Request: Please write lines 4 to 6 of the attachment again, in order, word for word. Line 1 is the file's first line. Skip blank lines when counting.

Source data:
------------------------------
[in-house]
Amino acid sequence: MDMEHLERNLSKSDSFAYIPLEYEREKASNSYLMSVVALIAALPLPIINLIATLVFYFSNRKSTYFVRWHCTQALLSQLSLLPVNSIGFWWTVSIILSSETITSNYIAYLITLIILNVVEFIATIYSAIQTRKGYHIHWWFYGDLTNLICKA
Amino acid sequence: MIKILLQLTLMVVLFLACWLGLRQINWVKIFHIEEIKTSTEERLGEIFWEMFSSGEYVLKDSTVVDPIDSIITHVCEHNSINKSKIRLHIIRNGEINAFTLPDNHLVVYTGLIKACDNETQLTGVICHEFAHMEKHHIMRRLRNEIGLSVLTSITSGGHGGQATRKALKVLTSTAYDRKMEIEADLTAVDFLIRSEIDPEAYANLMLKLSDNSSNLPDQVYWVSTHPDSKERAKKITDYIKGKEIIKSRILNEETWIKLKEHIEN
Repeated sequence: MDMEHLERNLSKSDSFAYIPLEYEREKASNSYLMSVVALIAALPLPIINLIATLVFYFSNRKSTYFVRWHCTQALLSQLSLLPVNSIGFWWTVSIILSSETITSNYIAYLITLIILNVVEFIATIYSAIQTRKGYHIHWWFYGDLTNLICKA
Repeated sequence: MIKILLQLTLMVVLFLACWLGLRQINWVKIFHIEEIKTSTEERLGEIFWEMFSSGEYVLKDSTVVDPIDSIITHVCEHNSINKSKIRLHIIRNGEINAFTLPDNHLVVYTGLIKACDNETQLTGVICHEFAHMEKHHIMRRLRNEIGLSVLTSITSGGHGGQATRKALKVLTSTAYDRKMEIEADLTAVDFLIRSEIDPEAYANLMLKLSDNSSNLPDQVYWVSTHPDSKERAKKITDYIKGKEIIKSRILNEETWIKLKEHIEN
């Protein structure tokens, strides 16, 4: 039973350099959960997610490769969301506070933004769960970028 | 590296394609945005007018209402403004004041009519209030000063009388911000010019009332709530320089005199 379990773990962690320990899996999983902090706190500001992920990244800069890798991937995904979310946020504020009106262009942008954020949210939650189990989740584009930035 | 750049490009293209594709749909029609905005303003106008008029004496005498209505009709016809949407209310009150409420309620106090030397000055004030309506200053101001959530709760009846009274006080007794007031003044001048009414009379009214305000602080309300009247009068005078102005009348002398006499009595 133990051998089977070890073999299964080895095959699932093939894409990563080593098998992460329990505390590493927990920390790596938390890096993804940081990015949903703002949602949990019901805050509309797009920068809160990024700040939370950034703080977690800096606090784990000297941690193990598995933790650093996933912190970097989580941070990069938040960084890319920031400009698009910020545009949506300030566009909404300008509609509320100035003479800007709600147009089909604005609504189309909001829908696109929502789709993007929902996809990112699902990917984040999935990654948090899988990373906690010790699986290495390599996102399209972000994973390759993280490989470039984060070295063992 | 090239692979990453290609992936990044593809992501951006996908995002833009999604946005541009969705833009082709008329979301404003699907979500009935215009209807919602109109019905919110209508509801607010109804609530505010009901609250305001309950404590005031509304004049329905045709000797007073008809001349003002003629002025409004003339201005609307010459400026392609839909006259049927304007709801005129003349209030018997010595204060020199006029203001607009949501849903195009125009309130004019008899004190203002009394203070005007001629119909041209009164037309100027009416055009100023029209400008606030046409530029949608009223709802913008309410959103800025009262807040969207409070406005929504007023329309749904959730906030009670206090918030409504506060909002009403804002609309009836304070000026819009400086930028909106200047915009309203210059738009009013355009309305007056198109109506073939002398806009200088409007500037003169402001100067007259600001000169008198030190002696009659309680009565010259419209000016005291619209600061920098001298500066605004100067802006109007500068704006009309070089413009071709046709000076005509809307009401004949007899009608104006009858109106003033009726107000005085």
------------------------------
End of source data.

Repeated sequence: MDMEHLERNLSKSDSFAYIPLEYEREKASNSYLMSVVALIAALPLPIINLIATLVFYFSNRKSTYFVRWHCTQALLSQLSLLPVNSIGFWWTVSIILSSETITSNYIAYLITLIILNVVEFIATIYSAIQTRKGYHIHWWFYGDLTNLICKA
Repeated sequence: MIKILLQLTLMVVLFLACWLGLRQINWVKIFHIEEIKTSTEERLGEIFWEMFSSGEYVLKDSTVVDPIDSIITHVCEHNSINKSKIRLHIIRNGEINAFTLPDNHLVVYTGLIKACDNETQLTGVICHEFAHMEKHHIMRRLRNEIGLSVLTSITSGGHGGQATRKALKVLTSTAYDRKMEIEADLTAVDFLIRSEIDPEAYANLMLKLSDNSSNLPDQVYWVSTHPDSKERAKKITDYIKGKEIIKSRILNEETWIKLKEHIEN
């Protein structure tokens, strides 16, 4: 039973350099959960997610490769969301506070933004769960970028 | 590296394609945005007018209402403004004041009519209030000063009388911000010019009332709530320089005199 379990773990962690320990899996999983902090706190500001992920990244800069890798991937995904979310946020504020009106262009942008954020949210939650189990989740584009930035 | 750049490009293209594709749909029609905005303003106008008029004496005498209505009709016809949407209310009150409420309620106090030397000055004030309506200053101001959530709760009846009274006080007794007031003044001048009414009379009214305000602080309300009247009068005078102005009348002398006499009595 133990051998089977070890073999299964080895095959699932093939894409990563080593098998992460329990505390590493927990920390790596938390890096993804940081990015949903703002949602949990019901805050509309797009920068809160990024700040939370950034703080977690800096606090784990000297941690193990598995933790650093996933912190970097989580941070990069938040960084890319920031400009698009910020545009949506300030566009909404300008509609509320100035003479800007709600147009089909604005609504189309909001829908696109929502789709993007929902996809990112699902990917984040999935990654948090899988990373906690010790699986290495390599996102399209972000994973390759993280490989470039984060070295063992 | 090239692979990453290609992936990044593809992501951006996908995002833009999604946005541009969705833009082709008329979301404003699907979500009935215009209807919602109109019905919110209508509801607010109804609530505010009901609250305001309950404590005031509304004049329905045709000797007073008809001349003002003629002025409004003339201005609307010459400026392609839909006259049927304007709801005129003349209030018997010595204060020199006029203001607009949501849903195009125009309130004019008899004190203002009394203070005007001629119909041209009164037309100027009416055009100023029209400008606030046409530029949608009223709802913008309410959103800025009262807040969207409070406005929504007023329309749904959730906030009670206090918030409504506060909002009403804002609309009836304070000026819009400086930028909106200047915009309203210059738009009013355009309305007056198109109506073939002398806009200088409007500037003169402001100067007259600001000169008198030190002696009659309680009565010259419209000016005291619209600061920098001298500066605004100067802006109007500068704006009309070089413009071709046709000076005509809307009401004949007899009608104006009858109106003033009726107000005085």